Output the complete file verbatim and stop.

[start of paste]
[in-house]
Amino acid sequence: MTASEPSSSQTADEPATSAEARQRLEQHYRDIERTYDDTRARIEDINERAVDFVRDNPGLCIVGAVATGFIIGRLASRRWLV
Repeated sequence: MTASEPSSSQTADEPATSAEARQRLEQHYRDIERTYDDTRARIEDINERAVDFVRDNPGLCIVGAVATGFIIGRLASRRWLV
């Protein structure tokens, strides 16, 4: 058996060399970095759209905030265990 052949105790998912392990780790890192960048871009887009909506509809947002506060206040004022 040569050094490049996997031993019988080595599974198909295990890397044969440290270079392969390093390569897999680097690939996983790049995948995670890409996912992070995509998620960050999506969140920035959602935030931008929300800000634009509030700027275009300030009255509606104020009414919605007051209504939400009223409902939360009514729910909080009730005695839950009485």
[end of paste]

[in-house]
Amino acid sequence: MTASEPSSSQTADEPATSAEARQRLEQHYRDIERTYDDTRARIEDINERAVDFVRDNPGLCIVGAVATGFIIGRLASRRWLV
Repeated sequence: MTASEPSSSQTADEPATSAEARQRLEQHYRDIERTYDDTRARIEDINERAVDFVRDNPGLCIVGAVATGFIIGRLASRRWLV
């Protein structure tokens, strides 16, 4: 058996060399970095759209905030265990 052949105790998912392990780790890192960048871009887009909506509809947002506060206040004022 040569050094490049996997031993019988080595599974198909295990890397044969440290270079392969390093390569897999680097690939996983790049995948995670890409996912992070995509998620960050999506969140920035959602935030931008929300800000634009509030700027275009300030009255509606104020009414919605007051209504939400009223409902939360009514729910909080009730005695839950009485």